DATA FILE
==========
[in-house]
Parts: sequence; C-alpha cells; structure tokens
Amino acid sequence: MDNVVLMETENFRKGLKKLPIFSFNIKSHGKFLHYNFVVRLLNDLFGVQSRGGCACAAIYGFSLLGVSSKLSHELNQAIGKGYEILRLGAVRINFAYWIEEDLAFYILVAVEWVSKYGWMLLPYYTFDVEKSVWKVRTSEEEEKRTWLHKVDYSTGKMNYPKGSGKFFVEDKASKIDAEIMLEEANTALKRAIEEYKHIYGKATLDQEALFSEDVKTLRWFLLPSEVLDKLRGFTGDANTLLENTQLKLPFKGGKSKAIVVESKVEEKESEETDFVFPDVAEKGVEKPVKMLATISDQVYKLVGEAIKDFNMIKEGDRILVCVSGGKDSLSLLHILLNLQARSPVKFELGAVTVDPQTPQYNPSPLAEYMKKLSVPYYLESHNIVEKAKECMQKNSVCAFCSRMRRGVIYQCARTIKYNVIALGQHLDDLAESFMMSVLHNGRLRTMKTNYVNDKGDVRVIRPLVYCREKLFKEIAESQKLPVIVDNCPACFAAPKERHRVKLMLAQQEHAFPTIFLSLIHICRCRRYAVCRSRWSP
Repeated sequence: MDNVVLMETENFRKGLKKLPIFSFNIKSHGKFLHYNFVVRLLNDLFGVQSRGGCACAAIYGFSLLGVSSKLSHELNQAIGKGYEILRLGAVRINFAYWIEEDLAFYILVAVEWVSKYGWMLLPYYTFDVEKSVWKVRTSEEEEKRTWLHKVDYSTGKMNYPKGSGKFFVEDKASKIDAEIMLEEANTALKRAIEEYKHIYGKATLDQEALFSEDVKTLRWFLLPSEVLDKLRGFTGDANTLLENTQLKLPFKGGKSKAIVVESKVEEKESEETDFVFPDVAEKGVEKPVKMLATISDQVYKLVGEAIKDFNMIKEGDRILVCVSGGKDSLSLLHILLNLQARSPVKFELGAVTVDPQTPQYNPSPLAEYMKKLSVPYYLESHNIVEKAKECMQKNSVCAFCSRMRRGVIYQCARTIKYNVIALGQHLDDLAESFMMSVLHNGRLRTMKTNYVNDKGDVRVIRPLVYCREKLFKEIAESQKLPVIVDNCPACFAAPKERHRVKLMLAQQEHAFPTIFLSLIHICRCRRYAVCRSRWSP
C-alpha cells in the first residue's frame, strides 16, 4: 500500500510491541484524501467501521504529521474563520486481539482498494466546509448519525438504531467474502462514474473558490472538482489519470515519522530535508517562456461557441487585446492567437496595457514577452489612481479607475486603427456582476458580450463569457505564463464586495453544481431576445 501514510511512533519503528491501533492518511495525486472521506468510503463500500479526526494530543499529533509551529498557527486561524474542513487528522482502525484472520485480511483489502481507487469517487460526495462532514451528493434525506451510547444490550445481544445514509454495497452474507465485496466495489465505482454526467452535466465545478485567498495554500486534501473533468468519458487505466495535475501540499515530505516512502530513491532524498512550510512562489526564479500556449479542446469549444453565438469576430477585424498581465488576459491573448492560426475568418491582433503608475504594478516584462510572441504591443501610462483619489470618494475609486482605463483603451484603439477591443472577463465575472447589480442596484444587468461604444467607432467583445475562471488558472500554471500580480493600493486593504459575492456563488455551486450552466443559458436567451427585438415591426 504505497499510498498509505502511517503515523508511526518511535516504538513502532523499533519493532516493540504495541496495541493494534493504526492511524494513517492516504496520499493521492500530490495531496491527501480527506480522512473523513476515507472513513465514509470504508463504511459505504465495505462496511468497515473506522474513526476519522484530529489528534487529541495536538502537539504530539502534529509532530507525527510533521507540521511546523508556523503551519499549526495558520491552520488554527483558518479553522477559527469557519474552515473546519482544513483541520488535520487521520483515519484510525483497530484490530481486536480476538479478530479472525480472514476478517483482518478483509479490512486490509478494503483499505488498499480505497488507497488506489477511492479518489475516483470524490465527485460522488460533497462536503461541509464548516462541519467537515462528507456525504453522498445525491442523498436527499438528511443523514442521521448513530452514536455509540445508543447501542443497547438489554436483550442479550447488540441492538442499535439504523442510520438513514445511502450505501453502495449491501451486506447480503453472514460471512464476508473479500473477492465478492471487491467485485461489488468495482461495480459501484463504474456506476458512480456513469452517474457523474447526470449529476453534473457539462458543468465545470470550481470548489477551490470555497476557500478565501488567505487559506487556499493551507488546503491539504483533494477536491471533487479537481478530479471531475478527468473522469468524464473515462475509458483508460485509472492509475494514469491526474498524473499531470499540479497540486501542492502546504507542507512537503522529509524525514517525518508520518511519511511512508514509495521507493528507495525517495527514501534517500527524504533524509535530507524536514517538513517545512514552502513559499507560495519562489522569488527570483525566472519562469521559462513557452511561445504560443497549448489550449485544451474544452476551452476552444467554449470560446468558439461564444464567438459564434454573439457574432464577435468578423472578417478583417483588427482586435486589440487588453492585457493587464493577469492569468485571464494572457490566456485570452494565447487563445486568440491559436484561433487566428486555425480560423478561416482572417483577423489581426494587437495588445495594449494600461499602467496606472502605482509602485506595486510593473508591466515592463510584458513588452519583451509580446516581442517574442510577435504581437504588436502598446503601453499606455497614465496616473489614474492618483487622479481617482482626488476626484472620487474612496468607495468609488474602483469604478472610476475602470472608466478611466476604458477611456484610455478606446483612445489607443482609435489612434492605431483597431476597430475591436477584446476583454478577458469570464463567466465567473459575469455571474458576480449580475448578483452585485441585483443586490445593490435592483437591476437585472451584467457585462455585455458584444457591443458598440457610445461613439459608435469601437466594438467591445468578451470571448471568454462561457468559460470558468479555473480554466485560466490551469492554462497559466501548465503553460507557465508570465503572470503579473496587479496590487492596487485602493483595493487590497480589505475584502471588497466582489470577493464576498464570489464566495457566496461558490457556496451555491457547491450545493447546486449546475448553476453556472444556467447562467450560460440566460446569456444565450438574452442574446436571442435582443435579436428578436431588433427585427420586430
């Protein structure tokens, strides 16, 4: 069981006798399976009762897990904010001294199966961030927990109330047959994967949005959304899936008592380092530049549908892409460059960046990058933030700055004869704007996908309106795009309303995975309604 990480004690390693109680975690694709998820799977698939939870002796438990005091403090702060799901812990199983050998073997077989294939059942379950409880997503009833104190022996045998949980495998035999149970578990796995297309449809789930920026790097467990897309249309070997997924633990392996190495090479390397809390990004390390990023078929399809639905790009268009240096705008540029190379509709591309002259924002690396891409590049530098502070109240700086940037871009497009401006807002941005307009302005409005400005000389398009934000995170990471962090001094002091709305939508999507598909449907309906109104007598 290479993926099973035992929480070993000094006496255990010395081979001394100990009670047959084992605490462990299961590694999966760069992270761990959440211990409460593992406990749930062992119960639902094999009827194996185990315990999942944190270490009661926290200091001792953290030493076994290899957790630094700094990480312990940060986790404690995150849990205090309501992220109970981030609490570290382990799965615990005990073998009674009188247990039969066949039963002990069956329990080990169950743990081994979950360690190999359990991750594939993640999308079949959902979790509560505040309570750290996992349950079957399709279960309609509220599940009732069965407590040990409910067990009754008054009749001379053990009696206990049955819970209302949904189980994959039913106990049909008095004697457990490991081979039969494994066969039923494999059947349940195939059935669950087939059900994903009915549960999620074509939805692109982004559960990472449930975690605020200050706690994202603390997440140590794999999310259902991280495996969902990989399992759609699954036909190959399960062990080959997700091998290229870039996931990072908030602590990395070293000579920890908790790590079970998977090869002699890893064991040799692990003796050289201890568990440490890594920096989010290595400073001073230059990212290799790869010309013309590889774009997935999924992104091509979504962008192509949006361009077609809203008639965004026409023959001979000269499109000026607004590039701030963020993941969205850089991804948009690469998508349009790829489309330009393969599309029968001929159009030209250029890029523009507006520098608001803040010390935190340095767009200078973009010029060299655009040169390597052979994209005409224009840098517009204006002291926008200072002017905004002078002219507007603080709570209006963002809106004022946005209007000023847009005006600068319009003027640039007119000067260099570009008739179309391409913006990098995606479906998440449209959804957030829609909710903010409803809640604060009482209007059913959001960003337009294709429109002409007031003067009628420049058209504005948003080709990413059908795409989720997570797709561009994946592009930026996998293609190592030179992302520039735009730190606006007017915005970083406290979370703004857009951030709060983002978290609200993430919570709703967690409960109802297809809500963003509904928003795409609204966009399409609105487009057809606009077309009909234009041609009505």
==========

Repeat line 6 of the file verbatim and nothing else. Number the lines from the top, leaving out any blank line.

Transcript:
């Protein structure tokens, strides 16, 4: 069981006798399976009762897990904010001294199966961030927990109330047959994967949005959304899936008592380092530049549908892409460059960046990058933030700055004869704007996908309106795009309303995975309604 990480004690390693109680975690694709998820799977698939939870002796438990005091403090702060799901812990199983050998073997077989294939059942379950409880997503009833104190022996045998949980495998035999149970578990796995297309449809789930920026790097467990897309249309070997997924633990392996190495090479390397809390990004390390990023078929399809639905790009268009240096705008540029190379509709591309002259924002690396891409590049530098502070109240700086940037871009497009401006807002941005307009302005409005400005000389398009934000995170990471962090001094002091709305939508999507598909449907309906109104007598 290479993926099973035992929480070993000094006496255990010395081979001394100990009670047959084992605490462990299961590694999966760069992270761990959440211990409460593992406990749930062992119960639902094999009827194996185990315990999942944190270490009661926290200091001792953290030493076994290899957790630094700094990480312990940060986790404690995150849990205090309501992220109970981030609490570290382990799965615990005990073998009674009188247990039969066949039963002990069956329990080990169950743990081994979950360690190999359990991750594939993640999308079949959902979790509560505040309570750290996992349950079957399709279960309609509220599940009732069965407590040990409910067990009754008054009749001379053990009696206990049955819970209302949904189980994959039913106990049909008095004697457990490991081979039969494994066969039923494999059947349940195939059935669950087939059900994903009915549960999620074509939805692109982004559960990472449930975690605020200050706690994202603390997440140590794999999310259902991280495996969902990989399992759609699954036909190959399960062990080959997700091998290229870039996931990072908030602590990395070293000579920890908790790590079970998977090869002699890893064991040799692990003796050289201890568990440490890594920096989010290595400073001073230059990212290799790869010309013309590889774009997935999924992104091509979504962008192509949006361009077609809203008639965004026409023959001979000269499109000026607004590039701030963020993941969205850089991804948009690469998508349009790829489309330009393969599309029968001929159009030209250029890029523009507006520098608001803040010390935190340095767009200078973009010029060299655009040169390597052979994209005409224009840098517009204006002291926008200072002017905004002078002219507007603080709570209006963002809106004022946005209007000023847009005006600068319009003027640039007119000067260099570009008739179309391409913006990098995606479906998440449209959804957030829609909710903010409803809640604060009482209007059913959001960003337009294709429109002409007031003067009628420049058209504005948003080709990413059908795409989720997570797709561009994946592009930026996998293609190592030179992302520039735009730190606006007017915005970083406290979370703004857009951030709060983002978290609200993430919570709703967690409960109802297809809500963003509904928003795409609204966009399409609105487009057809606009077309009909234009041609009505």